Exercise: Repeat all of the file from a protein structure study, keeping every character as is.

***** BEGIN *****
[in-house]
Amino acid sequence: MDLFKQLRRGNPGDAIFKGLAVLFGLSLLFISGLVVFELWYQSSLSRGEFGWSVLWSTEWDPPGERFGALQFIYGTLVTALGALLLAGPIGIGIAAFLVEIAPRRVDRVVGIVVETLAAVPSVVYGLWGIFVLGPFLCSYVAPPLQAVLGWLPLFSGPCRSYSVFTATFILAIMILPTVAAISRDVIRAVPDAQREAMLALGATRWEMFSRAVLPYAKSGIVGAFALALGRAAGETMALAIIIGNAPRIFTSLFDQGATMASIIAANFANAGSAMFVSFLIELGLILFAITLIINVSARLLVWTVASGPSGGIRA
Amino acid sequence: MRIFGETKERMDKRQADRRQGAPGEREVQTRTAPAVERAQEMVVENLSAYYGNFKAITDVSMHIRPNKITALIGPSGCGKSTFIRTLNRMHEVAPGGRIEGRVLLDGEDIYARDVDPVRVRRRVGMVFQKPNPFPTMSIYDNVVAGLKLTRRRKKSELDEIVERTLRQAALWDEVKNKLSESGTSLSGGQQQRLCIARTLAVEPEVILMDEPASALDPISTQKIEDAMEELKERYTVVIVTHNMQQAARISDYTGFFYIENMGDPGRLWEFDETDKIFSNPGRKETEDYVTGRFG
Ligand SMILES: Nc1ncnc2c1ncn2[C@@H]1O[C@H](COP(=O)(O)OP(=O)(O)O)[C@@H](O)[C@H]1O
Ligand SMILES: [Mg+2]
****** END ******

[in-house]
Amino acid sequence: MDLFKQLRRGNPGDAIFKGLAVLFGLSLLFISGLVVFELWYQSSLSRGEFGWSVLWSTEWDPPGERFGALQFIYGTLVTALGALLLAGPIGIGIAAFLVEIAPRRVDRVVGIVVETLAAVPSVVYGLWGIFVLGPFLCSYVAPPLQAVLGWLPLFSGPCRSYSVFTATFILAIMILPTVAAISRDVIRAVPDAQREAMLALGATRWEMFSRAVLPYAKSGIVGAFALALGRAAGETMALAIIIGNAPRIFTSLFDQGATMASIIAANFANAGSAMFVSFLIELGLILFAITLIINVSARLLVWTVASGPSGGIRA
Amino acid sequence: MRIFGETKERMDKRQADRRQGAPGEREVQTRTAPAVERAQEMVVENLSAYYGNFKAITDVSMHIRPNKITALIGPSGCGKSTFIRTLNRMHEVAPGGRIEGRVLLDGEDIYARDVDPVRVRRRVGMVFQKPNPFPTMSIYDNVVAGLKLTRRRKKSELDEIVERTLRQAALWDEVKNKLSESGTSLSGGQQQRLCIARTLAVEPEVILMDEPASALDPISTQKIEDAMEELKERYTVVIVTHNMQQAARISDYTGFFYIENMGDPGRLWEFDETDKIFSNPGRKETEDYVTGRFG
Ligand SMILES: Nc1ncnc2c1ncn2[C@@H]1O[C@H](COP(=O)(O)OP(=O)(O)O)[C@@H](O)[C@H]1O
Ligand SMILES: [Mg+2]